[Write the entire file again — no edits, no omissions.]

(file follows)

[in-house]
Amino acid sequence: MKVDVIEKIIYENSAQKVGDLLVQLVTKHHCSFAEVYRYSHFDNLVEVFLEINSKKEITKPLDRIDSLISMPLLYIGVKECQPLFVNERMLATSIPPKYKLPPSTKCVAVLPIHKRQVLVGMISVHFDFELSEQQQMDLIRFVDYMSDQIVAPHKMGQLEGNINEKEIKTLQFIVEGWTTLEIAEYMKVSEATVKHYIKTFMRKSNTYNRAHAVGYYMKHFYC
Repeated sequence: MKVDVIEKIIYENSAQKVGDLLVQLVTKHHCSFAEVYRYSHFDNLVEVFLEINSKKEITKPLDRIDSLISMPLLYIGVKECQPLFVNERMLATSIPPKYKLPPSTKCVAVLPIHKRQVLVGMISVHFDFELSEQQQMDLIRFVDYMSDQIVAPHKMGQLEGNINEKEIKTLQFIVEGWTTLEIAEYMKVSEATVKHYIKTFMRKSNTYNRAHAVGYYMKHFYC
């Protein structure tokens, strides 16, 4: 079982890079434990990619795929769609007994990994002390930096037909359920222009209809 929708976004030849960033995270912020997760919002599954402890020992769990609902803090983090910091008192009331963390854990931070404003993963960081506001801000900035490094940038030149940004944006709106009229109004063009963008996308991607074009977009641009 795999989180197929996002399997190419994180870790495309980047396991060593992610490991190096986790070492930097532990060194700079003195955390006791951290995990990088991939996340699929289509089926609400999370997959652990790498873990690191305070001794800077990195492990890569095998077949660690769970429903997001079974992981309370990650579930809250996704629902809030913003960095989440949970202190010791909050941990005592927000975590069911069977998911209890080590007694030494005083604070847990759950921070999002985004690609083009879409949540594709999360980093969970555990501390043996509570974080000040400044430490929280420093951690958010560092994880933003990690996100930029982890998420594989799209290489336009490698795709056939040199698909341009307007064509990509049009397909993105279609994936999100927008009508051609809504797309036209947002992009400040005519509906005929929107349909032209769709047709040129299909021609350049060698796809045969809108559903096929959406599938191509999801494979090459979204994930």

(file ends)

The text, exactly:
[in-house]
Amino acid sequence: MKVDVIEKIIYENSAQKVGDLLVQLVTKHHCSFAEVYRYSHFDNLVEVFLEINSKKEITKPLDRIDSLISMPLLYIGVKECQPLFVNERMLATSIPPKYKLPPSTKCVAVLPIHKRQVLVGMISVHFDFELSEQQQMDLIRFVDYMSDQIVAPHKMGQLEGNINEKEIKTLQFIVEGWTTLEIAEYMKVSEATVKHYIKTFMRKSNTYNRAHAVGYYMKHFYC
Repeated sequence: MKVDVIEKIIYENSAQKVGDLLVQLVTKHHCSFAEVYRYSHFDNLVEVFLEINSKKEITKPLDRIDSLISMPLLYIGVKECQPLFVNERMLATSIPPKYKLPPSTKCVAVLPIHKRQVLVGMISVHFDFELSEQQQMDLIRFVDYMSDQIVAPHKMGQLEGNINEKEIKTLQFIVEGWTTLEIAEYMKVSEATVKHYIKTFMRKSNTYNRAHAVGYYMKHFYC
């Protein structure tokens, strides 16, 4: 079982890079434990990619795929769609007994990994002390930096037909359920222009209809 929708976004030849960033995270912020997760919002599954402890020992769990609902803090983090910091008192009331963390854990931070404003993963960081506001801000900035490094940038030149940004944006709106009229109004063009963008996308991607074009977009641009 795999989180197929996002399997190419994180870790495309980047396991060593992610490991190096986790070492930097532990060194700079003195955390006791951290995990990088991939996340699929289509089926609400999370997959652990790498873990690191305070001794800077990195492990890569095998077949660690769970429903997001079974992981309370990650579930809250996704629902809030913003960095989440949970202190010791909050941990005592927000975590069911069977998911209890080590007694030494005083604070847990759950921070999002985004690609083009879409949540594709999360980093969970555990501390043996509570974080000040400044430490929280420093951690958010560092994880933003990690996100930029982890998420594989799209290489336009490698795709056939040199698909341009307007064509990509049009397909993105279609994936999100927008009508051609809504797309036209947002992009400040005519509906005929929107349909032209769709047709040129299909021609350049060698796809045969809108559903096929959406599938191509999801494979090459979204994930």